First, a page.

Black Is The New Black:
The Best in Black Shows
By Matthew Arcilla
When it comes to conversations about this “Golden Age” of TV – or “peak TV,” depending on who you’re talking to – it can sometimes feel like the situation is oh so very white. But the truth is, that there are a lot of great shows now contributing to some much needed “blackening.”
Now, black actors on TV don’t necessarily equate to progress, but they are definitely a welcome corrective to an imbalance that favors mostly white characters with affluent upbringings or white collar professions.
Thanks to streaming, you don’t need to rely on the limits of network schedules and cable channel slots to find a great show with a compelling black lead. Here’re eight of the best shows you can stream right now on Netflix PH.
8. Luke Cage
After a government experiment gone wrong grants him super strength and unbreakable skin, Luke Cage goes on the run as a fugitive. Cage tries to claim a simple, honest life in the neighborhood of Harlem, but crime and corruption pull him out of the shadows. Mike Colter (The Good Wife) brings a soulful and intelligent quality to a Marvel Comics character prone to bombast and jive talking cliché.
7. How To Get Away With Murder
Each year, prominent defense attorney Annalise Keating chooses a select handful of students to assist her with high-profile cases that challenge their principles. It’s a mesmerizing thriller series and whether she’s chewing the scenery or caught in romantic intrigue, Viola Davis is the real standout in this ensemble. Davis’ performance as Keating earned her an Emmy for Outstanding Lead Actress in a Drama Series, making her the first black woman to win the award.
6. Chewing Gum
One of Netflix’s secret gems is this hilarious, whip smart show about one young woman’s romantic misadventures and her quest to lose her virginity. The dialogue is cracklingly original – “Look, I know sexual harassment is illegal, but it came from my heart” – and creator/writer/star Michaela Coel expertly balances her character’s lack of sophistication with the cringe of trying. “I’m a grown ass woman. I just – regularly make childlike mistakes.”
5. The Get Down
When young poet Zeke “Books” Figuero meets aspiring DJ and graffiti artist Shaolin Fantastic, the two become “The Get Down Brothers.” Meanwhile Zeke’s crush Mylene dreams of leaving the Bronx to become a disco singer. Justice Smith, Shameik Moore and Herizen Guardiola star in this musical drama that spins a mythic saga of how hip-hop and disco emerged from one of the darker decades of New York, and was co-created by Baz Luhrmann, director of Moulin Rouge!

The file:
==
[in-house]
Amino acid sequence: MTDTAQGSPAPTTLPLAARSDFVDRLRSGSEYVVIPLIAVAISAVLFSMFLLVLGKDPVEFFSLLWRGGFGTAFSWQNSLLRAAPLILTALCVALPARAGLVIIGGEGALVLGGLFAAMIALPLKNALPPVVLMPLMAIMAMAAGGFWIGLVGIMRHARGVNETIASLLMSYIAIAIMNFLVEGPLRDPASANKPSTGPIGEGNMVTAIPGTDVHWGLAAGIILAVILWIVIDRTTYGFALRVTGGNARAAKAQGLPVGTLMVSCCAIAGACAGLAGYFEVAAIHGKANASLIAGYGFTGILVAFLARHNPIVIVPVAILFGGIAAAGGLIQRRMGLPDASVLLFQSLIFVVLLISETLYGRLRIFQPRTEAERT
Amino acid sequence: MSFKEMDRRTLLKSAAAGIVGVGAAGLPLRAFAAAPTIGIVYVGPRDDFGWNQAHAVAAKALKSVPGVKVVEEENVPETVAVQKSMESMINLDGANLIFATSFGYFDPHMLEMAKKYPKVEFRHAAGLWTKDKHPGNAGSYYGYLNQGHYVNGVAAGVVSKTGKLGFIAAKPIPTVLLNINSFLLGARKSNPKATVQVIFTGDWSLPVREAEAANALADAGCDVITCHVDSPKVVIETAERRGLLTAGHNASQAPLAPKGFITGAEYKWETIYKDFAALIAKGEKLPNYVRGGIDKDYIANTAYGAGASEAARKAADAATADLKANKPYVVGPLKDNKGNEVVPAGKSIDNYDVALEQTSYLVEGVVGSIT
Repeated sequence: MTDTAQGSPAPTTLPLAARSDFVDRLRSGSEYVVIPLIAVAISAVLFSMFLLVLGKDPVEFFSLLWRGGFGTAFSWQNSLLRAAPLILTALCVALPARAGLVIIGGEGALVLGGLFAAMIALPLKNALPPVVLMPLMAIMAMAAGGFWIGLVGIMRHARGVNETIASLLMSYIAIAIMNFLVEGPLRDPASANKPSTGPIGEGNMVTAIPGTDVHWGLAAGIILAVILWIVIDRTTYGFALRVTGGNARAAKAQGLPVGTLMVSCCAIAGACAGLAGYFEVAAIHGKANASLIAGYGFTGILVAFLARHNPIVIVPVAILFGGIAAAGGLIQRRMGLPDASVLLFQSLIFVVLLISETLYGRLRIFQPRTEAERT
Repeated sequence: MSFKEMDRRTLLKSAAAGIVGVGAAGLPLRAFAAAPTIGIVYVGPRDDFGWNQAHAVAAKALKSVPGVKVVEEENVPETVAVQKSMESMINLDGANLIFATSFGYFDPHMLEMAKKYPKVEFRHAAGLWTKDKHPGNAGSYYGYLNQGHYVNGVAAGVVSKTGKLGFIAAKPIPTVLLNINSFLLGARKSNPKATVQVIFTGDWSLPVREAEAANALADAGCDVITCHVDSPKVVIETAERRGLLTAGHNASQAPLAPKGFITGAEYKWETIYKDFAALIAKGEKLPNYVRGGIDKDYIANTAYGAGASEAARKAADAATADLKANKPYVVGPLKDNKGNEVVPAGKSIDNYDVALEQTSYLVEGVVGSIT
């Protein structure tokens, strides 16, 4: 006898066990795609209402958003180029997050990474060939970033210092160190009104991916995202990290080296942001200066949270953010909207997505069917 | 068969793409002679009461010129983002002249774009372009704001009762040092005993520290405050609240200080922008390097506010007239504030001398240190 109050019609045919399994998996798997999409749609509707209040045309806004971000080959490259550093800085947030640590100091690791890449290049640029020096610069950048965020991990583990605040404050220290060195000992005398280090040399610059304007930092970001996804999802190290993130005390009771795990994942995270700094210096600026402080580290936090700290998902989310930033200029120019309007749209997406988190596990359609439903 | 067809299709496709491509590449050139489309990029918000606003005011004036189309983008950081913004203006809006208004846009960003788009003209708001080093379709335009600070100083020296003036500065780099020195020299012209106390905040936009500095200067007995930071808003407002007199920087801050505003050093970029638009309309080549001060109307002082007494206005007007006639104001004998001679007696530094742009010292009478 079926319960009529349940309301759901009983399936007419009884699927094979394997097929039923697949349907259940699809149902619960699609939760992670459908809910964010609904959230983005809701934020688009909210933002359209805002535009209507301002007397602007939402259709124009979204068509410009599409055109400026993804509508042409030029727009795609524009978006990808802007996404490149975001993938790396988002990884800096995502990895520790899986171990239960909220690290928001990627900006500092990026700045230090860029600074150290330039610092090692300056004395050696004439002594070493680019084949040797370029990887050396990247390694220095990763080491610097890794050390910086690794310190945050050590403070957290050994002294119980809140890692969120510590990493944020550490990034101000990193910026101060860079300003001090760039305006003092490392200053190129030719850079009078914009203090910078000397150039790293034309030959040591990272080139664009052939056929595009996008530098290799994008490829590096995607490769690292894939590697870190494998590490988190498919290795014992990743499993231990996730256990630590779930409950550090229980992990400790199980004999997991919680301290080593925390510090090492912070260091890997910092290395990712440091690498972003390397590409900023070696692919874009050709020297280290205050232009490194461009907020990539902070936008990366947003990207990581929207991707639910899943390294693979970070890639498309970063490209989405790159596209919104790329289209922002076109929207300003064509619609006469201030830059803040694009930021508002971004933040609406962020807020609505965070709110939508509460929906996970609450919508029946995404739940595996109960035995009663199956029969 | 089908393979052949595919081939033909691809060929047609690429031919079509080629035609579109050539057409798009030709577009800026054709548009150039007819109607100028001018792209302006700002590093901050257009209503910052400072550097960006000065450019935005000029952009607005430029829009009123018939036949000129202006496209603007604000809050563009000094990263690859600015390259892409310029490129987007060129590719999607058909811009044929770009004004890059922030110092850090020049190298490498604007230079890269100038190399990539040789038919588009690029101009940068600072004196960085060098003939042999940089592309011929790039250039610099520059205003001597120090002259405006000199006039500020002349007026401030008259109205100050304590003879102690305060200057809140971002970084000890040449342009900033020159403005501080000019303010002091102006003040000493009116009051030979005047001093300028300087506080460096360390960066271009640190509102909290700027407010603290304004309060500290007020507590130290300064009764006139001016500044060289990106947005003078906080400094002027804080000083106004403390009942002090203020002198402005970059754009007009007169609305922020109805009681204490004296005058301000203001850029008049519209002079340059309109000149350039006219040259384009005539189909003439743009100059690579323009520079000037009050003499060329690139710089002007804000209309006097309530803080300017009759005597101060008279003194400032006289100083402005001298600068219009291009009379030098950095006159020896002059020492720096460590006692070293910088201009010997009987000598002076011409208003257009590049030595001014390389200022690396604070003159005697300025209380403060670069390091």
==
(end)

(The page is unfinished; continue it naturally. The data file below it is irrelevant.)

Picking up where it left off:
4. Black Lightning
Our own Tim Henares called it “the most Tito-rrific superhero show.” Black Lightning stars Cress Williams (Hart of Dixie) as high school principal Jefferson Pierce, who gave up a life of costumed crime fighting years ago. But a long gone nemesis resurfaces, a local gang grows in power and a young woman with powers needs his guidance forcing Pierce to become Black Lightning once more.
This dark procedural from several years ago is the show that put Idris Elba (Pacific Rim, Beasts of No Nation) on the road to stardom. Elba turns in a compelling performance as the obsessive and sometimes violent inspector John Luther. And though he possesses a brilliant mind, that can’t shield him from the psychological troubles of his suspects nor can it save him from his own dangerous impulses.
2. She’s Gotta Have It
This romance comedy series stars DeWanda Wise as Nola Darling, a liberated young woman dating three men at the same time: narcissistic photographer Greer Childs, successful alpha male Jamie Overstreet and hip but geeky sneaker head Mars Blackmon. While each suitor has merits, Nola has trouble deciding what she really wants out of love and out of life.
1. Dear White People
Despite the confrontational title, Dear White People is actually a smart, insightful send-up of woke culture. While the cast of black students attending a mostly white university as they weather the strain of political correctness, the injustice of cultural bias and misguided activism in the millennial age. The series’ greatest strength is its brutal honesty.
For while the young kids at Winchester University might be united in skin color and the ideals of black empowerment, Dear White People rejects an all-encompassing definition of blackness. Instead it expertly weaves drama and humor to explore how young people find their own identity and forge a unique journey for themselves.
What other shows can you recommend? Share them with us below!